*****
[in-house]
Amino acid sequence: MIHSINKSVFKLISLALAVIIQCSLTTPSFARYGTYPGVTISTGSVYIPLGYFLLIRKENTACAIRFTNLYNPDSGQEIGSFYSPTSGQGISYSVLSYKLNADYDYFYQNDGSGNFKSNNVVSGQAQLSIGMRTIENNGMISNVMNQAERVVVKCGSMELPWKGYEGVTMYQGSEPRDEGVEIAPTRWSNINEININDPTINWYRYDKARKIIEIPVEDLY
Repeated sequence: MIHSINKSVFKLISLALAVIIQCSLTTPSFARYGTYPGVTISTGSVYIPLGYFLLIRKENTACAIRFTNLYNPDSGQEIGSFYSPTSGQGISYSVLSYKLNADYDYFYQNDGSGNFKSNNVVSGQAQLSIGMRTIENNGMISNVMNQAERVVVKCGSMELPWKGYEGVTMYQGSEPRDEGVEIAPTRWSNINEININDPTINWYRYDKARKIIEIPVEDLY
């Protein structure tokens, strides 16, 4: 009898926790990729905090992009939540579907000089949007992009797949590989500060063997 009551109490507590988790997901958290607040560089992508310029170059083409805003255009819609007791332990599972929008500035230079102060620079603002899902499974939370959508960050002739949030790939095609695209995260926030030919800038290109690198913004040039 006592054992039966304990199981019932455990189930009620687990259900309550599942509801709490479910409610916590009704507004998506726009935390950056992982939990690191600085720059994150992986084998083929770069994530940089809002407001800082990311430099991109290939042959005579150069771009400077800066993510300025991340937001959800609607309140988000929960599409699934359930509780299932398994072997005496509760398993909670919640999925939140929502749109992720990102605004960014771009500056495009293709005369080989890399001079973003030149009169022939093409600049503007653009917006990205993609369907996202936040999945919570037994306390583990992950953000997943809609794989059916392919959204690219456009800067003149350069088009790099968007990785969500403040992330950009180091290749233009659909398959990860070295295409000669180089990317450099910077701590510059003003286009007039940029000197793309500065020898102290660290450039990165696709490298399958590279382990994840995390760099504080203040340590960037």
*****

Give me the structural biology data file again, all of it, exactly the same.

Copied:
[in-house]
Amino acid sequence: MIHSINKSVFKLISLALAVIIQCSLTTPSFARYGTYPGVTISTGSVYIPLGYFLLIRKENTACAIRFTNLYNPDSGQEIGSFYSPTSGQGISYSVLSYKLNADYDYFYQNDGSGNFKSNNVVSGQAQLSIGMRTIENNGMISNVMNQAERVVVKCGSMELPWKGYEGVTMYQGSEPRDEGVEIAPTRWSNINEININDPTINWYRYDKARKIIEIPVEDLY
Repeated sequence: MIHSINKSVFKLISLALAVIIQCSLTTPSFARYGTYPGVTISTGSVYIPLGYFLLIRKENTACAIRFTNLYNPDSGQEIGSFYSPTSGQGISYSVLSYKLNADYDYFYQNDGSGNFKSNNVVSGQAQLSIGMRTIENNGMISNVMNQAERVVVKCGSMELPWKGYEGVTMYQGSEPRDEGVEIAPTRWSNINEININDPTINWYRYDKARKIIEIPVEDLY
């Protein structure tokens, strides 16, 4: 009898926790990729905090992009939540579907000089949007992009797949590989500060063997 009551109490507590988790997901958290607040560089992508310029170059083409805003255009819609007791332990599972929008500035230079102060620079603002899902499974939370959508960050002739949030790939095609695209995260926030030919800038290109690198913004040039 006592054992039966304990199981019932455990189930009620687990259900309550599942509801709490479910409610916590009704507004998506726009935390950056992982939990690191600085720059994150992986084998083929770069994530940089809002407001800082990311430099991109290939042959005579150069771009400077800066993510300025991340937001959800609607309140988000929960599409699934359930509780299932398994072997005496509760398993909670919640999925939140929502749109992720990102605004960014771009500056495009293709005369080989890399001079973003030149009169022939093409600049503007653009917006990205993609369907996202936040999945919570037994306390583990992950953000997943809609794989059916392919959204690219456009800067003149350069088009790099968007990785969500403040992330950009180091290749233009659909398959990860070295295409000669180089990317450099910077701590510059003003286009007039940029000197793309500065020898102290660290450039990165696709490298399958590279382990994840995390760099504080203040340590960037």